The problem is that the 2008 credit crunch was very major indeed. It did not bring on the depth of economic collapse experienced in the 1930s because of the massive levels of money thrown at it by Governments and Reserve Banks, including the printing of money on a grand scale, which continues today. This did help avoid the 30% reduction in GDP experienced in many countries in the 1930s. But the need to de-leverage over-indebtedness remains and this task has a deflating effect on economic prospects. Massive money booms, especially when they are global, have deep deflating consequences over time. There is no reason to think this will not continue to be Australia’s broad reality for many years to come now that the China boom has ended. Ask the Japanese!

The snake-oil solutions proffered by Turnbull & Co. in their attempts to renew growth deserve two kinds of comment. First, that our present problems arise out of transformations associated with the shift to globalisation that took off in the 1980s. Leaders led their nations into a process which was singular and unknown in terms of consequences. It was a process supported by technological change and by and large a matter of the blind leading the blind. Malcolm Turnbull, in the here and now, appears further blinded by his inflated sense of self.

We are now in a globalisation trap. One that will promote the 80/20 society, where 20 per cent of the population will be employed, 80 per cent barely employed. Divisions on this scale are a consequence of the new version of capitalism that has renovated itself through its relation with the techno-sciences, via the transformation of the universities. This is the core of globalisation. But even if growth is achieved, the relation between investment, growth and employment experienced in the period of industrial capitalism no longer holds. Could this emerging division lie behind what people sense when they say that Turnbull lives in another world, not the world of ordinary people? This is not a mere matter of money, it is truly another world that is occupied by Turnbull and those inhabiting the space of the 20 per cent. And he will take us there with dire consequences, and good intentions – smiling as he goes.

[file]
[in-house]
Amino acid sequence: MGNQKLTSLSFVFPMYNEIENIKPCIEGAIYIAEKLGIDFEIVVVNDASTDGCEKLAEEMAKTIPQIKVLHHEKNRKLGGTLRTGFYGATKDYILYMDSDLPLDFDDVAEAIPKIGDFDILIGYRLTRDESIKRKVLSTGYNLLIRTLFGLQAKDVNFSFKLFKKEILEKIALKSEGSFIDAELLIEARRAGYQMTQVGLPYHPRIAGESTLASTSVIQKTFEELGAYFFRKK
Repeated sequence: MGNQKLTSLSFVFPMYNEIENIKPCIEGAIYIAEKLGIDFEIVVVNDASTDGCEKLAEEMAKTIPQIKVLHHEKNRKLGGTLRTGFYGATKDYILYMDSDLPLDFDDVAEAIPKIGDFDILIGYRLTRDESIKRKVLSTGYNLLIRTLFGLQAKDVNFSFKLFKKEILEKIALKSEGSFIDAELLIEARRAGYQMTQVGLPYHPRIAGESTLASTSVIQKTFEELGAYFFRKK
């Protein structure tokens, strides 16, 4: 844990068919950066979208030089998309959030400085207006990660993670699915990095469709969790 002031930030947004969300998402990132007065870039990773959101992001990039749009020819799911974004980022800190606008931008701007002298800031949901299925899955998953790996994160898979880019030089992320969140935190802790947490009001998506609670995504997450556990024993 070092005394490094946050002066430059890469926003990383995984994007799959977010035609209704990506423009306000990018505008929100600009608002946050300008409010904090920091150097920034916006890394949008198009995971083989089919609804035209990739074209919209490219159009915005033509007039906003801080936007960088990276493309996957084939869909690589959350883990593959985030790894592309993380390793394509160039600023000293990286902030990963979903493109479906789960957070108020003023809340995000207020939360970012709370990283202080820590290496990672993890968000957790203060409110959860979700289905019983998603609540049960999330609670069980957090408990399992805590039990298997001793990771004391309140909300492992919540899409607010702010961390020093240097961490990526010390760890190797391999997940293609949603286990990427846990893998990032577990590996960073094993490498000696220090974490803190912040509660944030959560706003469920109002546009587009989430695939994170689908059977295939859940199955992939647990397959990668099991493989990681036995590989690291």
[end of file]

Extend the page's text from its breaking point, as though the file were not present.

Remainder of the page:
Second, growth is not really the main point. What is happening globally breaks up the stable reference points so important for us to experience in-depth social exchanges with others. Lacking local economy, community and family structures with a significant degree of stability, our dissatisfactions relate to the fragmented life that globalisation calls into being. We may say that politicians cannot be blamed for this. Yet it is our political leaders who have led us into this world, and they are reinforcing that decision at every turn.

– John Hinkson